Glossary of Terms

“A” Round Financing: The first major round of business financing by private equity investors or venture capitalists. In private equity investing, an “A” round, or Series A financing, is usually in the form of convertible preferred stock. An “A” round by external investors generally takes place after the founders have used their seed money to provide a “proof of concept” demonstrating that their business concept is a viable – and eventually profitable – one.

A: A Nasdaq stock symbol specifying that the stocks are Class “A” shares of the company.

A Priori Probability: Probability calculated by logically examining existing information. A priori probability can most easily be described as making a conclusion based upon deductive reasoning rather than researchor calculation. The largest drawback to this method of defining probabilities is that it can only be applied to a finite set of events.

Accredited (Investor):  Per federal law, a natural person with either $1,000,000 or more in net worth (excluding primary residence) or $200,000 annual income (or $300,000 with spouse) for past two years and reasonable expectation of same for current year.  Other definitions also exist for entities other than natural persons.

Angel (Investor):  Once, an unrelated individual investing monies in a business venture, often later than founders, friends and family (the “3F’s”), but before larger corporate investors such as venture capitalists (“VC’s”).  The term “angel” arose in the entertainment industry, where investors would bankroll a production for a share of the profits.  Now, with wealthier individuals able to invest significant funds throughout the development of a company (so-called “super-angels”), and venture capitalists sometimes investing alongside and on the same terms as angels, a more modern definition is that “angels” write checks with their own money, while “VC’s” write checks with other people’s money (venture capitalists typically raise funds from investors called “limited partners” who do not actively participate in the fund’s investment decisions and operations, whereas the VC’s act as the “general partners” making the investment decisions and overseeing the invested companies.)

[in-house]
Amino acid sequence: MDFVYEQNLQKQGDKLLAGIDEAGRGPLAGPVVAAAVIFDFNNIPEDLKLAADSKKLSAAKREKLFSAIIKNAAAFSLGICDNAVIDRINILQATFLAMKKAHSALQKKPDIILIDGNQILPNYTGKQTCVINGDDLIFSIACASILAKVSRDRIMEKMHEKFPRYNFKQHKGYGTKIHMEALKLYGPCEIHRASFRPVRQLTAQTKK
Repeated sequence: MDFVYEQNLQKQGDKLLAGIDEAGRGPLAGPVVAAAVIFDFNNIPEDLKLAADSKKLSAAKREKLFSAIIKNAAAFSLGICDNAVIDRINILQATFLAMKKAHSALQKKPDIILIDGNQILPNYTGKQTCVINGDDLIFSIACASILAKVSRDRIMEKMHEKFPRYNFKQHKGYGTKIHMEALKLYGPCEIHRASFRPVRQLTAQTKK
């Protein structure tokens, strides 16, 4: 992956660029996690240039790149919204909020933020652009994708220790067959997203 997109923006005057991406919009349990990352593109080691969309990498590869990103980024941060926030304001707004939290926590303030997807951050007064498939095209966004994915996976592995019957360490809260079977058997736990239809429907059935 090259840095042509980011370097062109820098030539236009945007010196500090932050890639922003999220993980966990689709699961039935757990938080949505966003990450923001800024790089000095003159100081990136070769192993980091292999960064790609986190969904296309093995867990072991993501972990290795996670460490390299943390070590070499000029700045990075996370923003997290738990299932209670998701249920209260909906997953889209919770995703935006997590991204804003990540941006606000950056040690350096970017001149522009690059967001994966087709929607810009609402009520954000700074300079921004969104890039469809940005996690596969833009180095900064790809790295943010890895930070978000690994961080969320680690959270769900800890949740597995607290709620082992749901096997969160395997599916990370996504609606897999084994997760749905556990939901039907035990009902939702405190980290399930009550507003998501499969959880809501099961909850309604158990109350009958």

Angel Capital Association (ACA):  America’s national Angel industry trade organization, currently with about 180 regional member groups of angel investors and 20 affiliate organizations.  See for more information.

Broker-Dealer:  In reference to “Crowdfunding”, one of the two types of “Intermediary” (“Portals” being the other) authorized by the “JOBS Act” to handle the sale of crowdfunded securities (i.e. equity or debt instruments) by an “issuing company”.  More generally, a governmentally regulated component of the U.S. financial system, either a natural person or an organization trading securities on its own account or on behalf of customers.  Broker-dealers are regulated by the federal Securities and Exchange Commission (SEC), the Financial Industry Regulatory Authority (FINRA)(a “Self-Regulatory Organization”, or “SRO”), and sometimes the various states.

Crowdfunding:  “Crowdfunding” is the process of raising financial support for a venture via smaller amounts from many investors (“the crowd”), rather than the alternative pattern of larger amounts from a smaller number of supporters.  Charities and philanthropies have traditionally employed both fundraising strategies (soliciting both the general populace, or crowd, as well as fewer wealthier donors), while businesses have usually taken the route involving fewer and larger supporters.  Today’s internet has vastly increased the ability of fundraisers to communicate information, solicit and receive financial support from anyone on-line.

Crowdfunding without the expectation of financial return, or with the promise of a specific good or service, are termed “donation-based” or “reward-based” crowdfunding, are in the nature of charitable solicitation or business marketing, and have never been illegal in the U.S.  In contrast, soliciting funds in return for a ownership interest or expectation of repayment, are termed “equity-based” or “debt-based” crowdfunding (together grouped as “securities-based” crowdfunding), and have been until now governed (and effectively prevented) by federal and state securities law.  One of the most significant parts (Title III) of the federal “Jumpstart Our Business Startups”, or JOBS Act of 2012 specifically enabled and legalized “security-based crowdfunding”, subject to a variety of regulations and restrictions.